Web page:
The common thread that connects these diseases prior to the emergence of their opposing reactions is inflammation, which is present in a range of diseases. In the pathogenesis of autoimmune disorders, chronic inflammatory diseases are often present or will present themselves, while in cancer, elevated inflammatory mediators are linked with poor prognosis.
The relationship between chronic inflammation and sustained cancer cell proliferation is widely accepted within the research community, as scientists continue to spotlight the mechanisms behind this connection. Conversely, the close association between inflammatory responses and autoimmune diseases has just started coming into focus over the last decade. More specifically, this association is being explored between inflammation and chronic autoimmune diseases such as RA, IBD, SLE, gout and diabetes. 4-6
Targeting and addressing inflammation versus current generation treatments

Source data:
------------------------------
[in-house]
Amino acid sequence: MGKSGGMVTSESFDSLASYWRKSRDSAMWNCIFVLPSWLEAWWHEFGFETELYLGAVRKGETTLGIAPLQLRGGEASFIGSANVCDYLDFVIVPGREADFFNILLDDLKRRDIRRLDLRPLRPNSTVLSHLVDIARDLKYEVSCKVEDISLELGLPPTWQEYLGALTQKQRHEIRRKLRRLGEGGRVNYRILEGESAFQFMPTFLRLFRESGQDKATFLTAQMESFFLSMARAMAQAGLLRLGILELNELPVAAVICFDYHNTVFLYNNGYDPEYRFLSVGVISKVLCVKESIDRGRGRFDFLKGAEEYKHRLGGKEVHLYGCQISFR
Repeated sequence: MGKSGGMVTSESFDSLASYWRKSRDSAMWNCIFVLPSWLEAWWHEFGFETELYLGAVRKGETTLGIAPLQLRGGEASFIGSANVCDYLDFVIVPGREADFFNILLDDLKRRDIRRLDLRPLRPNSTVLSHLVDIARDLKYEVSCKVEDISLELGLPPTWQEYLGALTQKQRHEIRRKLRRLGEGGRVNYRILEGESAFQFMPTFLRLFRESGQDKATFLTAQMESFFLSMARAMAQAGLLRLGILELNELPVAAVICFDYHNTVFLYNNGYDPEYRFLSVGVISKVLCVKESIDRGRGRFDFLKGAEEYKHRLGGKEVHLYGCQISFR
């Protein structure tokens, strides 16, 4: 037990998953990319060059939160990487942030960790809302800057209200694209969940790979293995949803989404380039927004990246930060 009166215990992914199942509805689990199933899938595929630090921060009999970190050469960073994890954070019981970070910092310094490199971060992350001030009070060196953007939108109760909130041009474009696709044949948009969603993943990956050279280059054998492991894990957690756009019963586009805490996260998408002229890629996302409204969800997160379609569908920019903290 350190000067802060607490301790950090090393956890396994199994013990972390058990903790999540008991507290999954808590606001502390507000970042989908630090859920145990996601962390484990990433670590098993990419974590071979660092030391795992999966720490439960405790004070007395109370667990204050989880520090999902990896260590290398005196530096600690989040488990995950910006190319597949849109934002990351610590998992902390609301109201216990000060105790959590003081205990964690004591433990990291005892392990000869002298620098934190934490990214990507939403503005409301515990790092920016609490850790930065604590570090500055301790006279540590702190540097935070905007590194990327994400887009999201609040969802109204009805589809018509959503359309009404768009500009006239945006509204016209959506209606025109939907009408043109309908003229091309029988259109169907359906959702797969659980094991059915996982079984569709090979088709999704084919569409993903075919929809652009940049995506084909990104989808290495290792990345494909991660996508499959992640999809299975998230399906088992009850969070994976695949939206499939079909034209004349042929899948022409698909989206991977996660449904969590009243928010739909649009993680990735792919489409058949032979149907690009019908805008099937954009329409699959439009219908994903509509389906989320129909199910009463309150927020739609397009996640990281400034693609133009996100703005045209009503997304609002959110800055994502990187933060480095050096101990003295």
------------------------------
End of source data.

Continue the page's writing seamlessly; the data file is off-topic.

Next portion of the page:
Current generation therapeutics are designed to suppress autoimmunity in an attempt to reduce inflammation and block inflammatory cytokines. We have seen this in the leading tumour necrosis factor (TNF) inhibitors available on the market. This development has taken its place among the most successful treatments available today, but immunosuppressive therapeutics present their own challenges that can compromise patient outcomes.
An overabundance of TNF is produced by inflammatory cells in common autoimmune disorders and solid tumours. In both diseases, TNF acts as a growth factor for the diseased tissues. Furthermore, TNF is also an angiogenic factor, stimulating blood vessel growth into the solid tumour or into the diseased tissue of RA. Any of these inflammatory responses can lead to the proliferation of cells and the growth of cancer. These strong connections between autoimmune disorders and cancer are what led researchers developing treatments for these diseases to target the reduction of inflammation and to discover anti-TNF therapy.7 However, TNF antagonists have not made their way into cancer therapy.